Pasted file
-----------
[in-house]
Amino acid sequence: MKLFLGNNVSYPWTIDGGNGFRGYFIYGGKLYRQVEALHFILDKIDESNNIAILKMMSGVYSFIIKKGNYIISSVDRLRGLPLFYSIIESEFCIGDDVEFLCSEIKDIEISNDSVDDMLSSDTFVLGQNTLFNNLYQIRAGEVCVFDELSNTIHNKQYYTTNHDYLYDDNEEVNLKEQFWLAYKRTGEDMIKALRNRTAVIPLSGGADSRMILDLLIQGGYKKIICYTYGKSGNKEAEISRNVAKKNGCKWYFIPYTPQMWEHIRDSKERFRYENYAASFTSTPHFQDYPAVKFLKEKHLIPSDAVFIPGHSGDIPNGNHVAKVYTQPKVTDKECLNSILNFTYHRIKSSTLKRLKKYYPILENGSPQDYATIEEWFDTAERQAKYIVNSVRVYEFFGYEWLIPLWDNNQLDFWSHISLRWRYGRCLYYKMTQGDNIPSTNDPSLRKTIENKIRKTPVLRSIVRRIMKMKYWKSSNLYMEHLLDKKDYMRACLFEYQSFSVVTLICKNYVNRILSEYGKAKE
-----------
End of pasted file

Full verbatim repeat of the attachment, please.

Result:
[in-house]
Amino acid sequence: MKLFLGNNVSYPWTIDGGNGFRGYFIYGGKLYRQVEALHFILDKIDESNNIAILKMMSGVYSFIIKKGNYIISSVDRLRGLPLFYSIIESEFCIGDDVEFLCSEIKDIEISNDSVDDMLSSDTFVLGQNTLFNNLYQIRAGEVCVFDELSNTIHNKQYYTTNHDYLYDDNEEVNLKEQFWLAYKRTGEDMIKALRNRTAVIPLSGGADSRMILDLLIQGGYKKIICYTYGKSGNKEAEISRNVAKKNGCKWYFIPYTPQMWEHIRDSKERFRYENYAASFTSTPHFQDYPAVKFLKEKHLIPSDAVFIPGHSGDIPNGNHVAKVYTQPKVTDKECLNSILNFTYHRIKSSTLKRLKKYYPILENGSPQDYATIEEWFDTAERQAKYIVNSVRVYEFFGYEWLIPLWDNNQLDFWSHISLRWRYGRCLYYKMTQGDNIPSTNDPSLRKTIENKIRKTPVLRSIVRRIMKMKYWKSSNLYMEHLLDKKDYMRACLFEYQSFSVVTLICKNYVNRILSEYGKAKE